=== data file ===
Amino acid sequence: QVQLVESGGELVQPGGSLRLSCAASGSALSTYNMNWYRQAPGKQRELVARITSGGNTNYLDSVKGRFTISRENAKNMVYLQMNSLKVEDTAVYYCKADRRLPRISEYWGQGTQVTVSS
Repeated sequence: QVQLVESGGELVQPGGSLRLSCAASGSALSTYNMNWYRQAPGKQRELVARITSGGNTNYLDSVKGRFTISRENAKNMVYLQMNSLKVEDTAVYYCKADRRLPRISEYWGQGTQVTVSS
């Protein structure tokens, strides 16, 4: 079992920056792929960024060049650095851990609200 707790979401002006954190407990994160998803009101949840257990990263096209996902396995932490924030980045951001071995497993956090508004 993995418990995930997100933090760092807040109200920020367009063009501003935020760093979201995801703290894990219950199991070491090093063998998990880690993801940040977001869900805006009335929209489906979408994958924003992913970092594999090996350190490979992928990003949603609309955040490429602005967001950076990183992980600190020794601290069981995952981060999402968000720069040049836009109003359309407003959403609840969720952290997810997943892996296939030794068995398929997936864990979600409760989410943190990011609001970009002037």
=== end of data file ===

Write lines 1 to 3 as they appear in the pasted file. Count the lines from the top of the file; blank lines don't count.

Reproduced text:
Amino acid sequence: QVQLVESGGELVQPGGSLRLSCAASGSALSTYNMNWYRQAPGKQRELVARITSGGNTNYLDSVKGRFTISRENAKNMVYLQMNSLKVEDTAVYYCKADRRLPRISEYWGQGTQVTVSS
Repeated sequence: QVQLVESGGELVQPGGSLRLSCAASGSALSTYNMNWYRQAPGKQRELVARITSGGNTNYLDSVKGRFTISRENAKNMVYLQMNSLKVEDTAVYYCKADRRLPRISEYWGQGTQVTVSS
């Protein structure tokens, strides 16, 4: 079992920056792929960024060049650095851990609200 707790979401002006954190407990994160998803009101949840257990990263096209996902396995932490924030980045951001071995497993956090508004 993995418990995930997100933090760092807040109200920020367009063009501003935020760093979201995801703290894990219950199991070491090093063998998990880690993801940040977001869900805006009335929209489906979408994958924003992913970092594999090996350190490979992928990003949603609309955040490429602005967001950076990183992980600190020794601290069981995952981060999402968000720069040049836009109003359309407003959403609840969720952290997810997943892996296939030794068995398929997936864990979600409760989410943190990011609001970009002037």